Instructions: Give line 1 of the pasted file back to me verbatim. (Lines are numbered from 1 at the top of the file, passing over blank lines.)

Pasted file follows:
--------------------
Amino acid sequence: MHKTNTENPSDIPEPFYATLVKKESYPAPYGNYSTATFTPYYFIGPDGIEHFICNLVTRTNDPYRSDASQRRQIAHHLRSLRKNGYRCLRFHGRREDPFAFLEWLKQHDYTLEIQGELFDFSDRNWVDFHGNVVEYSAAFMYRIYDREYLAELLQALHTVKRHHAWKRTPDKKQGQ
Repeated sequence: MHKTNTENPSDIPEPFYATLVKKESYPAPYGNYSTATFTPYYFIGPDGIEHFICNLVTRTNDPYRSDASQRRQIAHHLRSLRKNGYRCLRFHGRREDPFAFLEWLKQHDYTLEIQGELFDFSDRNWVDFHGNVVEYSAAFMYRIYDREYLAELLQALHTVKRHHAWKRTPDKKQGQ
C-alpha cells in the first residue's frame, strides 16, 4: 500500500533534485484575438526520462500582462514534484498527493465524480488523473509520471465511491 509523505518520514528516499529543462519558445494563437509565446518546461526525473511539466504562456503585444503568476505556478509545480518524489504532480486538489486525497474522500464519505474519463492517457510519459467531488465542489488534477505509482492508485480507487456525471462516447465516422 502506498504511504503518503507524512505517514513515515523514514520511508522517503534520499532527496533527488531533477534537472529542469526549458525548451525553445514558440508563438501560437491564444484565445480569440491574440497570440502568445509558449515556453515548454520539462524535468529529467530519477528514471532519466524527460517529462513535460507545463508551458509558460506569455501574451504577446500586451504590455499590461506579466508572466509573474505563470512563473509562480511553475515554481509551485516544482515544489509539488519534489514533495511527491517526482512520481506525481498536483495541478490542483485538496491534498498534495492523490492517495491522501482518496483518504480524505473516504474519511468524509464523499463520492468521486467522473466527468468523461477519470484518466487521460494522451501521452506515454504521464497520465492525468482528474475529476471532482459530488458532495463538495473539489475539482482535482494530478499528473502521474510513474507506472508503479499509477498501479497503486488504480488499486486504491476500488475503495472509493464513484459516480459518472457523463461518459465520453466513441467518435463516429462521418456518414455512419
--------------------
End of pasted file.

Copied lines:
Amino acid sequence: MHKTNTENPSDIPEPFYATLVKKESYPAPYGNYSTATFTPYYFIGPDGIEHFICNLVTRTNDPYRSDASQRRQIAHHLRSLRKNGYRCLRFHGRREDPFAFLEWLKQHDYTLEIQGELFDFSDRNWVDFHGNVVEYSAAFMYRIYDREYLAELLQALHTVKRHHAWKRTPDKKQGQ